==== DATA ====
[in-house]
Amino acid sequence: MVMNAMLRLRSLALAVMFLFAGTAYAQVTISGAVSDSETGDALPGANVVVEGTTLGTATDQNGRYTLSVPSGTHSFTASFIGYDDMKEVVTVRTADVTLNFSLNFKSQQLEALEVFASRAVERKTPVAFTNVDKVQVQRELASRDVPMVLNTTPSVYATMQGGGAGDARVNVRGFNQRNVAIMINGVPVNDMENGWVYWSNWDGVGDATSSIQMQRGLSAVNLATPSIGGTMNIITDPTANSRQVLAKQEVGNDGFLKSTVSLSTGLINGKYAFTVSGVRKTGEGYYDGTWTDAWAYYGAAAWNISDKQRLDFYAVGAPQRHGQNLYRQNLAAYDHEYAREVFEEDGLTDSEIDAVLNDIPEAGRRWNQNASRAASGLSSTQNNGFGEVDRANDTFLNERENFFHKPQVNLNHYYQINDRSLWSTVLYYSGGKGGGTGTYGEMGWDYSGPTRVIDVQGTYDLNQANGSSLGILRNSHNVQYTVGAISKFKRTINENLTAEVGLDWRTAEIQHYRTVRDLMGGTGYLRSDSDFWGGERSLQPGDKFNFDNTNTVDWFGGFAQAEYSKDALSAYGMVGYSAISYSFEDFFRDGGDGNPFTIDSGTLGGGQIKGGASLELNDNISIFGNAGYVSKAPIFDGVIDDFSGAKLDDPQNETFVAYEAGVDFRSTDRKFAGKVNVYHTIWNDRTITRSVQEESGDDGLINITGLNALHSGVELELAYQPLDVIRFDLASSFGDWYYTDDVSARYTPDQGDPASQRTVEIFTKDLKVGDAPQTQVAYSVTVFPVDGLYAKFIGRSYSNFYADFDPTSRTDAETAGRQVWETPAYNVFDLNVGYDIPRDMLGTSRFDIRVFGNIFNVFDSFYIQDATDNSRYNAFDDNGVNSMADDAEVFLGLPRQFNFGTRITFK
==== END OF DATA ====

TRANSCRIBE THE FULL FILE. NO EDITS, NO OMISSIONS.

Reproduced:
[in-house]
Amino acid sequence: MVMNAMLRLRSLALAVMFLFAGTAYAQVTISGAVSDSETGDALPGANVVVEGTTLGTATDQNGRYTLSVPSGTHSFTASFIGYDDMKEVVTVRTADVTLNFSLNFKSQQLEALEVFASRAVERKTPVAFTNVDKVQVQRELASRDVPMVLNTTPSVYATMQGGGAGDARVNVRGFNQRNVAIMINGVPVNDMENGWVYWSNWDGVGDATSSIQMQRGLSAVNLATPSIGGTMNIITDPTANSRQVLAKQEVGNDGFLKSTVSLSTGLINGKYAFTVSGVRKTGEGYYDGTWTDAWAYYGAAAWNISDKQRLDFYAVGAPQRHGQNLYRQNLAAYDHEYAREVFEEDGLTDSEIDAVLNDIPEAGRRWNQNASRAASGLSSTQNNGFGEVDRANDTFLNERENFFHKPQVNLNHYYQINDRSLWSTVLYYSGGKGGGTGTYGEMGWDYSGPTRVIDVQGTYDLNQANGSSLGILRNSHNVQYTVGAISKFKRTINENLTAEVGLDWRTAEIQHYRTVRDLMGGTGYLRSDSDFWGGERSLQPGDKFNFDNTNTVDWFGGFAQAEYSKDALSAYGMVGYSAISYSFEDFFRDGGDGNPFTIDSGTLGGGQIKGGASLELNDNISIFGNAGYVSKAPIFDGVIDDFSGAKLDDPQNETFVAYEAGVDFRSTDRKFAGKVNVYHTIWNDRTITRSVQEESGDDGLINITGLNALHSGVELELAYQPLDVIRFDLASSFGDWYYTDDVSARYTPDQGDPASQRTVEIFTKDLKVGDAPQTQVAYSVTVFPVDGLYAKFIGRSYSNFYADFDPTSRTDAETAGRQVWETPAYNVFDLNVGYDIPRDMLGTSRFDIRVFGNIFNVFDSFYIQDATDNSRYNAFDDNGVNSMADDAEVFLGLPRQFNFGTRITFK